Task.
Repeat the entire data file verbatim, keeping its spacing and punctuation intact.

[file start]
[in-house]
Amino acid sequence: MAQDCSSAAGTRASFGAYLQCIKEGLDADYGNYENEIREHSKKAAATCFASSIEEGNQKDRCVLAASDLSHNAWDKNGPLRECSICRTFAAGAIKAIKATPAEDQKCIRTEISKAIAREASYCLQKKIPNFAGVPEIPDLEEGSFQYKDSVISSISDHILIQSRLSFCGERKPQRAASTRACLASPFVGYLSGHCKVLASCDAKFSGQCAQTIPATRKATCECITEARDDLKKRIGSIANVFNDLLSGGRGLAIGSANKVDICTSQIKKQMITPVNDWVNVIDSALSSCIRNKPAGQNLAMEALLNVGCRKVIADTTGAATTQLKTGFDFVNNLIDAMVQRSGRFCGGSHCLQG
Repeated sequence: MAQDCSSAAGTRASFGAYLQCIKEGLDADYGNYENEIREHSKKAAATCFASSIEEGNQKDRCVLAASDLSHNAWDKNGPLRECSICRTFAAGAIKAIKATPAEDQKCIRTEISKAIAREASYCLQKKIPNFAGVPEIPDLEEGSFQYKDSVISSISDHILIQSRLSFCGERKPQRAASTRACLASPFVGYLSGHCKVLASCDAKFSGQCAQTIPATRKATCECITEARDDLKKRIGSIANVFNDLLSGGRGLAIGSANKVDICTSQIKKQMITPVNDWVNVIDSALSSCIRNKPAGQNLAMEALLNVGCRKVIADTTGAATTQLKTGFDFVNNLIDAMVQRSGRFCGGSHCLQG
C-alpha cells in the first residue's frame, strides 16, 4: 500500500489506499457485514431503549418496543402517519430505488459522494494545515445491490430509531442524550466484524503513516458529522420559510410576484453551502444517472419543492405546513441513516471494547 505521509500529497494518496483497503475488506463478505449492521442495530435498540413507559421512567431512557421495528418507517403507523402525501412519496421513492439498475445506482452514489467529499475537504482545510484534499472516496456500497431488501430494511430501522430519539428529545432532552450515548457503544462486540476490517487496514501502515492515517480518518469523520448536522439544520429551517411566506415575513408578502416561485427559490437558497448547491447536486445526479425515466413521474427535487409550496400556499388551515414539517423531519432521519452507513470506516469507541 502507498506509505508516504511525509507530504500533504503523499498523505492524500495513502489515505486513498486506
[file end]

[in-house]
Amino acid sequence: MAQDCSSAAGTRASFGAYLQCIKEGLDADYGNYENEIREHSKKAAATCFASSIEEGNQKDRCVLAASDLSHNAWDKNGPLRECSICRTFAAGAIKAIKATPAEDQKCIRTEISKAIAREASYCLQKKIPNFAGVPEIPDLEEGSFQYKDSVISSISDHILIQSRLSFCGERKPQRAASTRACLASPFVGYLSGHCKVLASCDAKFSGQCAQTIPATRKATCECITEARDDLKKRIGSIANVFNDLLSGGRGLAIGSANKVDICTSQIKKQMITPVNDWVNVIDSALSSCIRNKPAGQNLAMEALLNVGCRKVIADTTGAATTQLKTGFDFVNNLIDAMVQRSGRFCGGSHCLQG
Repeated sequence: MAQDCSSAAGTRASFGAYLQCIKEGLDADYGNYENEIREHSKKAAATCFASSIEEGNQKDRCVLAASDLSHNAWDKNGPLRECSICRTFAAGAIKAIKATPAEDQKCIRTEISKAIAREASYCLQKKIPNFAGVPEIPDLEEGSFQYKDSVISSISDHILIQSRLSFCGERKPQRAASTRACLASPFVGYLSGHCKVLASCDAKFSGQCAQTIPATRKATCECITEARDDLKKRIGSIANVFNDLLSGGRGLAIGSANKVDICTSQIKKQMITPVNDWVNVIDSALSSCIRNKPAGQNLAMEALLNVGCRKVIADTTGAATTQLKTGFDFVNNLIDAMVQRSGRFCGGSHCLQG
C-alpha cells in the first residue's frame, strides 16, 4: 500500500489506499457485514431503549418496543402517519430505488459522494494545515445491490430509531442524550466484524503513516458529522420559510410576484453551502444517472419543492405546513441513516471494547 505521509500529497494518496483497503475488506463478505449492521442495530435498540413507559421512567431512557421495528418507517403507523402525501412519496421513492439498475445506482452514489467529499475537504482545510484534499472516496456500497431488501430494511430501522430519539428529545432532552450515548457503544462486540476490517487496514501502515492515517480518518469523520448536522439544520429551517411566506415575513408578502416561485427559490437558497448547491447536486445526479425515466413521474427535487409550496400556499388551515414539517423531519432521519452507513470506516469507541 502507498506509505508516504511525509507530504500533504503523499498523505492524500495513502489515505486513498486506